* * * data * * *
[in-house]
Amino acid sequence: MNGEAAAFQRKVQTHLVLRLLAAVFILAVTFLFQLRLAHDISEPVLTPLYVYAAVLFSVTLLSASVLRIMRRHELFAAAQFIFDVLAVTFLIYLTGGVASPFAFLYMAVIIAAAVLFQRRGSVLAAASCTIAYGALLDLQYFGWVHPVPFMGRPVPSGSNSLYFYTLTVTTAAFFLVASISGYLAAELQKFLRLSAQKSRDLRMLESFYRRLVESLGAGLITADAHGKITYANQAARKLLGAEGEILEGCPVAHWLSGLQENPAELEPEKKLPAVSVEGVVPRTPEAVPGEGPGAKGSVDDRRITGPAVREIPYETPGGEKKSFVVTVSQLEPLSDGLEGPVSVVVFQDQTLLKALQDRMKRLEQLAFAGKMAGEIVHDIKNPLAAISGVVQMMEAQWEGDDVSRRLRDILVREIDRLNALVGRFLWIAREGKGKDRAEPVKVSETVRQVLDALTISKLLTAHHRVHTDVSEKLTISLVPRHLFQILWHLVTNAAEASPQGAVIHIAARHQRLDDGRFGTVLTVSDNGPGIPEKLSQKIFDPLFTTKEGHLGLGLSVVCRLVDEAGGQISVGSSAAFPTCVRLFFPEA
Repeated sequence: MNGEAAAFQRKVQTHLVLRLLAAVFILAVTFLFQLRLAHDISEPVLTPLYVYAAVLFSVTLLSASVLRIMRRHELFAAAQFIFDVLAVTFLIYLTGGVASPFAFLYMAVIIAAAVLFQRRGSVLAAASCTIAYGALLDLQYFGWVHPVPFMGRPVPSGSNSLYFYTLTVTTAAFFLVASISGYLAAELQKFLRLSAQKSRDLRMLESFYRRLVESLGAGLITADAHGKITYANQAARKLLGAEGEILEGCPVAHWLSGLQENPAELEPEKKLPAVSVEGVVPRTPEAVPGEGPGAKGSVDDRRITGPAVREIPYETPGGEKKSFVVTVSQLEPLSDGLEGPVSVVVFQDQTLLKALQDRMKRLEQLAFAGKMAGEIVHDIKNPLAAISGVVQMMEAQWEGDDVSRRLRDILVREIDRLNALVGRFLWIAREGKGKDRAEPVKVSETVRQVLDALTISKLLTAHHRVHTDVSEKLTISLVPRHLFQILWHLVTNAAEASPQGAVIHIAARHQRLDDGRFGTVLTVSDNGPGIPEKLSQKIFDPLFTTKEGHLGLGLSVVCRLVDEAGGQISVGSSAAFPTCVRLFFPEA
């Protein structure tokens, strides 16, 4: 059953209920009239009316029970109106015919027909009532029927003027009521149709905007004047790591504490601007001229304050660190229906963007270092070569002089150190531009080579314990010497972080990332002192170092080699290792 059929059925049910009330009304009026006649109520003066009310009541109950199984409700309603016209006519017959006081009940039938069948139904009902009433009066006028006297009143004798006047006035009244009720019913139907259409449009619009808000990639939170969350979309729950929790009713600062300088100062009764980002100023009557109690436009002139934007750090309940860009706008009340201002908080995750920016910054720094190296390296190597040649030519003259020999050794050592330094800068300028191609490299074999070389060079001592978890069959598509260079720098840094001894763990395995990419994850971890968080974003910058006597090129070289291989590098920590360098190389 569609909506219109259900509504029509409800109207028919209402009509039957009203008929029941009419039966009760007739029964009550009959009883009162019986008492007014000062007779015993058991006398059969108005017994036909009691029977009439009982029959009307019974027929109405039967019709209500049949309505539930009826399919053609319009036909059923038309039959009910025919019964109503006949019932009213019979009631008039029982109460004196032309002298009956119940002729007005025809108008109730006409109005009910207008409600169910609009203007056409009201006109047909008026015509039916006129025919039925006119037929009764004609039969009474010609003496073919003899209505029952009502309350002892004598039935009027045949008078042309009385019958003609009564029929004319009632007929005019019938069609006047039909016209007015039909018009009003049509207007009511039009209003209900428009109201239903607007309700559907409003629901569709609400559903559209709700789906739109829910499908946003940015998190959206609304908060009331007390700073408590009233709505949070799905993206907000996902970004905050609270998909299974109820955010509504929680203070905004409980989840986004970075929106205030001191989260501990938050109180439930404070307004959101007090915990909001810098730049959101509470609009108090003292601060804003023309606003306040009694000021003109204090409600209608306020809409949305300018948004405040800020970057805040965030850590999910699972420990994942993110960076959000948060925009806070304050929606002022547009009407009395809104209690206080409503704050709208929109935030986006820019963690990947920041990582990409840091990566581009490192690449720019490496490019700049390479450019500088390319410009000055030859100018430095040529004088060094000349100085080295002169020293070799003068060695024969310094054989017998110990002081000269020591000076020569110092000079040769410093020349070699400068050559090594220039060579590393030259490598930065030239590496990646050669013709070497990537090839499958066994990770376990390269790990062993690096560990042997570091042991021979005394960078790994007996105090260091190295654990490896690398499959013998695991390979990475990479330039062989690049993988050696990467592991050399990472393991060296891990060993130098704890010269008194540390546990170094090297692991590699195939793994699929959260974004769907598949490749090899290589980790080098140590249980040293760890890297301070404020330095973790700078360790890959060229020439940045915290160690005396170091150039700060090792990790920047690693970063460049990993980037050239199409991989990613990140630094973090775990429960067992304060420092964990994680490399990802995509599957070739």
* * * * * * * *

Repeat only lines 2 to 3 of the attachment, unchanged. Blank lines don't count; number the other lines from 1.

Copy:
Amino acid sequence: MNGEAAAFQRKVQTHLVLRLLAAVFILAVTFLFQLRLAHDISEPVLTPLYVYAAVLFSVTLLSASVLRIMRRHELFAAAQFIFDVLAVTFLIYLTGGVASPFAFLYMAVIIAAAVLFQRRGSVLAAASCTIAYGALLDLQYFGWVHPVPFMGRPVPSGSNSLYFYTLTVTTAAFFLVASISGYLAAELQKFLRLSAQKSRDLRMLESFYRRLVESLGAGLITADAHGKITYANQAARKLLGAEGEILEGCPVAHWLSGLQENPAELEPEKKLPAVSVEGVVPRTPEAVPGEGPGAKGSVDDRRITGPAVREIPYETPGGEKKSFVVTVSQLEPLSDGLEGPVSVVVFQDQTLLKALQDRMKRLEQLAFAGKMAGEIVHDIKNPLAAISGVVQMMEAQWEGDDVSRRLRDILVREIDRLNALVGRFLWIAREGKGKDRAEPVKVSETVRQVLDALTISKLLTAHHRVHTDVSEKLTISLVPRHLFQILWHLVTNAAEASPQGAVIHIAARHQRLDDGRFGTVLTVSDNGPGIPEKLSQKIFDPLFTTKEGHLGLGLSVVCRLVDEAGGQISVGSSAAFPTCVRLFFPEA
Repeated sequence: MNGEAAAFQRKVQTHLVLRLLAAVFILAVTFLFQLRLAHDISEPVLTPLYVYAAVLFSVTLLSASVLRIMRRHELFAAAQFIFDVLAVTFLIYLTGGVASPFAFLYMAVIIAAAVLFQRRGSVLAAASCTIAYGALLDLQYFGWVHPVPFMGRPVPSGSNSLYFYTLTVTTAAFFLVASISGYLAAELQKFLRLSAQKSRDLRMLESFYRRLVESLGAGLITADAHGKITYANQAARKLLGAEGEILEGCPVAHWLSGLQENPAELEPEKKLPAVSVEGVVPRTPEAVPGEGPGAKGSVDDRRITGPAVREIPYETPGGEKKSFVVTVSQLEPLSDGLEGPVSVVVFQDQTLLKALQDRMKRLEQLAFAGKMAGEIVHDIKNPLAAISGVVQMMEAQWEGDDVSRRLRDILVREIDRLNALVGRFLWIAREGKGKDRAEPVKVSETVRQVLDALTISKLLTAHHRVHTDVSEKLTISLVPRHLFQILWHLVTNAAEASPQGAVIHIAARHQRLDDGRFGTVLTVSDNGPGIPEKLSQKIFDPLFTTKEGHLGLGLSVVCRLVDEAGGQISVGSSAAFPTCVRLFFPEA